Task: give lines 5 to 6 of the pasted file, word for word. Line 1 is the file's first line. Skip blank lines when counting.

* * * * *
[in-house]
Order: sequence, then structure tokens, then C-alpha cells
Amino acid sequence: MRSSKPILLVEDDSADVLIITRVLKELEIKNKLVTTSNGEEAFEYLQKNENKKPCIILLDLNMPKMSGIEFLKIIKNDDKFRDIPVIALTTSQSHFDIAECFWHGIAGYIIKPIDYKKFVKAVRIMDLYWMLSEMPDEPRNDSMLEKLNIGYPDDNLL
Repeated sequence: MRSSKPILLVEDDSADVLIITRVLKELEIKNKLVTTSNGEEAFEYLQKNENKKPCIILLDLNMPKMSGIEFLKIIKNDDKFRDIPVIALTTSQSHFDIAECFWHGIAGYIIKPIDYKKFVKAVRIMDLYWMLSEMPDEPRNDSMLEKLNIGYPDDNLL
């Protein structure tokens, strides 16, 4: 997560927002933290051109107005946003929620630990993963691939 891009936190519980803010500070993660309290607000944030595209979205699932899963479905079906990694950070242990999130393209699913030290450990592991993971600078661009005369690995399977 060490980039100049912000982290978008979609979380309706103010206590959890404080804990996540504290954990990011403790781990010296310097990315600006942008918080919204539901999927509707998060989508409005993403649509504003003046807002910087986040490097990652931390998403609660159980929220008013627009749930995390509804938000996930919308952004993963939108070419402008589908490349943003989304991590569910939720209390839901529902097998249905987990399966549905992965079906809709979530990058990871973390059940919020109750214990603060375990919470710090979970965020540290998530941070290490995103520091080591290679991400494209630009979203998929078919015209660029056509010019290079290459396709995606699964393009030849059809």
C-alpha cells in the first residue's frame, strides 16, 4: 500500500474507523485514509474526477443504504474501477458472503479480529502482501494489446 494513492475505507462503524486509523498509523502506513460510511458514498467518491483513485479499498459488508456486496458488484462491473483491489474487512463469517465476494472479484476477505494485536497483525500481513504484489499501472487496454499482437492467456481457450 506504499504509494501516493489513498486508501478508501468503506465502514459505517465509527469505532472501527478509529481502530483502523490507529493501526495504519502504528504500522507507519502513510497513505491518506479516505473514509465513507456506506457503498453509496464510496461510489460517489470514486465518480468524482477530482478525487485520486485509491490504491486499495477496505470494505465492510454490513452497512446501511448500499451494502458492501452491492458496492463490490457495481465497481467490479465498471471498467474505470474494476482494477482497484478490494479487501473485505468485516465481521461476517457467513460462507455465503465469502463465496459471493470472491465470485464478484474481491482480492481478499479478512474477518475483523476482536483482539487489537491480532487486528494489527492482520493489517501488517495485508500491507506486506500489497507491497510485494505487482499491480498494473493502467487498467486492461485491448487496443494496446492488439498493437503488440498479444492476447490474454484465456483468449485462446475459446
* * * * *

């Protein structure tokens, strides 16, 4: 997560927002933290051109107005946003929620630990993963691939 891009936190519980803010500070993660309290607000944030595209979205699932899963479905079906990694950070242990999130393209699913030290450990592991993971600078661009005369690995399977 060490980039100049912000982290978008979609979380309706103010206590959890404080804990996540504290954990990011403790781990010296310097990315600006942008918080919204539901999927509707998060989508409005993403649509504003003046807002910087986040490097990652931390998403609660159980929220008013627009749930995390509804938000996930919308952004993963939108070419402008589908490349943003989304991590569910939720209390839901529902097998249905987990399966549905992965079906809709979530990058990871973390059940919020109750214990603060375990919470710090979970965020540290998530941070290490995103520091080591290679991400494209630009979203998929078919015209660029056509010019290079290459396709995606699964393009030849059809």
C-alpha cells in the first residue's frame, strides 16, 4: 500500500474507523485514509474526477443504504474501477458472503479480529502482501494489446 494513492475505507462503524486509523498509523502506513460510511458514498467518491483513485479499498459488508456486496458488484462491473483491489474487512463469517465476494472479484476477505494485536497483525500481513504484489499501472487496454499482437492467456481457450 506504499504509494501516493489513498486508501478508501468503506465502514459505517465509527469505532472501527478509529481502530483502523490507529493501526495504519502504528504500522507507519502513510497513505491518506479516505473514509465513507456506506457503498453509496464510496461510489460517489470514486465518480468524482477530482478525487485520486485509491490504491486499495477496505470494505465492510454490513452497512446501511448500499451494502458492501452491492458496492463490490457495481465497481467490479465498471471498467474505470474494476482494477482497484478490494479487501473485505468485516465481521461476517457467513460462507455465503465469502463465496459471493470472491465470485464478484474481491482480492481478499479478512474477518475483523476482536483482539487489537491480532487486528494489527492482520493489517501488517495485508500491507506486506500489497507491497510485494505487482499491480498494473493502467487498467486492461485491448487496443494496446492488439498493437503488440498479444492476447490474454484465456483468449485462446475459446